Home tech Intel’s Weirdly Named Mini PCs Seem to Be Disappearing

Intel’s Weirdly Named Mini PCs Seem to Be Disappearing

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Enlarge / A stack of Intel NUC mini PCs.

Andrew Cunningham

Since 2012, Intel has been designing and marketing its own line of mini PCs. The next unit in the computer series (NUC – rhymes with yuck – still a weird name) has always been closely associated with a series of Mac mini-like desktop computers, but over the years it has grown to include also compact workstations and gaming systems. like mini servers with multiple ethernet ports.

But it looks like Intel is throwing in the towel on NUC, according to a statement provided to The Verge earlier today.

Intel spokesman Mark Walton said Intel “has decided to stop direct investment in the next unit of the computing business (NUC) and direct our strategy to enable our partners to ‘ecosystem to pursue innovation and growth in NUC’. That statement leaves some wiggle room — Intel could still work with partners to bring NUCs or NUC-like products to market — but it seems the days of Intel designing its own desktop PCs are over.

Walton also said that Intel plans to continue “continued support for NUC products currently in the market”, so it looks like owners of existing NUC systems should still be able to get driver and BIOS updates and a warranty support for the foreseeable future.

The first NUC, based on a third-generation Intel Core chip using the Ivy Bridge architecture, was released at a time when Intel was getting aggressive with its newest “ultrabook” initiative. In response to the Apple MacBook Air, Intel gave computer companies part of a $300 million fund to develop new laptops that combine low-voltage (but relatively high-performance) processors, semi- Fast drivers and thin, light designs that aren’t weighed down by legacy parts like hard drives, DVD compact discs. Twelve years later, you still see the ultrabook designation splashed around a bit, but MacBook Air laptops have taken over the laptop market so completely that “ultrabook” and “regular laptop” are indistinguishable in most cases.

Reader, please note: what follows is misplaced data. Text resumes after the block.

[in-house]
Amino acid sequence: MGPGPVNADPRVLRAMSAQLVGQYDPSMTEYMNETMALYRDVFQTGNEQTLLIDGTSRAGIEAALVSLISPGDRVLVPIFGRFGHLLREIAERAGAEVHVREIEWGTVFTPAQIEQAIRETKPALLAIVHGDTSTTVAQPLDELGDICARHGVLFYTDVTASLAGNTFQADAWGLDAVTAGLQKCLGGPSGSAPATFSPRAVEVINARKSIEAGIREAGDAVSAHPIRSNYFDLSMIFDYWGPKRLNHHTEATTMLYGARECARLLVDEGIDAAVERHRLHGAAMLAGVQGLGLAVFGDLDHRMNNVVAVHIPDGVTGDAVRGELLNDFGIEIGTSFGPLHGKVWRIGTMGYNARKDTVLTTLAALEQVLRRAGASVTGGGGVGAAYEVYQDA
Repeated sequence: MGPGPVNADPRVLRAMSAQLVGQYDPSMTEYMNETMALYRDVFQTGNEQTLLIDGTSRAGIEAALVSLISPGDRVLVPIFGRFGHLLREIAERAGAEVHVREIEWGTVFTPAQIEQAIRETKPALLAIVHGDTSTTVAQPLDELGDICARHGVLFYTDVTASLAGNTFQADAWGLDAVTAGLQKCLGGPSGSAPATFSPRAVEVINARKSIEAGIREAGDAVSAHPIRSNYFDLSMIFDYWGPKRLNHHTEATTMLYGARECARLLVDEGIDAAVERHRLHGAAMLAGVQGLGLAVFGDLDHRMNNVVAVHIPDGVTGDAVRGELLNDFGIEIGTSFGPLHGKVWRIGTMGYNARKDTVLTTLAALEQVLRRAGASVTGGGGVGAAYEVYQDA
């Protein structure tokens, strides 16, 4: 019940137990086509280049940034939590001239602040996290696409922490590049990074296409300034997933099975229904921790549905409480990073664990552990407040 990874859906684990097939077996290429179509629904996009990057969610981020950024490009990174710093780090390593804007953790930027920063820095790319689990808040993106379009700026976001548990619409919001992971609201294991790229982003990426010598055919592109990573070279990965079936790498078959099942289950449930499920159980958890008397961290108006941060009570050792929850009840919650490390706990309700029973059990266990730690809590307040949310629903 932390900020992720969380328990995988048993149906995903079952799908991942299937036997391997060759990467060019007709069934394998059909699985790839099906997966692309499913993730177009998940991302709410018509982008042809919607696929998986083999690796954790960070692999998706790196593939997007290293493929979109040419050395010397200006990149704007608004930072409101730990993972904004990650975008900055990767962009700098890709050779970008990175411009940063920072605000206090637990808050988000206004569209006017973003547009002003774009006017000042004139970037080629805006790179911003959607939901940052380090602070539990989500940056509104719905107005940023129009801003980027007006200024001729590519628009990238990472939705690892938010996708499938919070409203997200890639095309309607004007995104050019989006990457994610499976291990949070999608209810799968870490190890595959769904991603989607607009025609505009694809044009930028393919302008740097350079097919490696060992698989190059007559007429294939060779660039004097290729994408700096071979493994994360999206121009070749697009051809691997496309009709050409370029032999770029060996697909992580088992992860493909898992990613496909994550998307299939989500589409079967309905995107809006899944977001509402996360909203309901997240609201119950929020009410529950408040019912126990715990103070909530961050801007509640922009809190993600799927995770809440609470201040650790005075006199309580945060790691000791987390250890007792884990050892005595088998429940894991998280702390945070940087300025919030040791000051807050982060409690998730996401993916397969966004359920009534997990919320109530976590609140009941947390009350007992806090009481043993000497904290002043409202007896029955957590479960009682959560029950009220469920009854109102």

The NUC was an attempt to bring the speed, size, and low power consumption of an ultrabook to the desktop world, replacing unsightly desktops with something you can fit in the palm of your hand. NUC-style mini PCs haven’t taken over the desktop market the way ultrabooks have dominated the laptop market, but the NUC is still held back by a large ecosystem of similar mini PCs, including many are ultimately cheaper and easier to buy than most new urban communities. Models include but are not limited to Dell Optiplex Micro, Lenovo ThinkCentre Tiny, HP ProDesk and EliteDesk systems, Gigabyte’s Brix systems, and a number of models from PC motherboard manufacturers such as Asus, ASRock, and Mac minis and Apple’s Mac Studio.

The demise of the NUC is at least partly due to Intel’s recent financial troubles – the company has had a few tough quarters since the end of the pandemic-era PC boom, losing billions of dollars to its business consumer, workstations and servers. stumble. The company has already made layoffs and cut executive salaries, and announced plans to sell a pre-built server business in April.

Although Intel is still investing in a few non-CPU product lines — the company said it remains committed to its emerging GPU business — CEO Pat Gelsinger is betting the company’s future on its “IDM” strategy. 2.0”, in which Intel is progressing. manufacturing facilities for external chip designers. This will put Intel in competition with companies such as Taiwan Semiconductor (TSMC), Samsung and GlobalFoundries.

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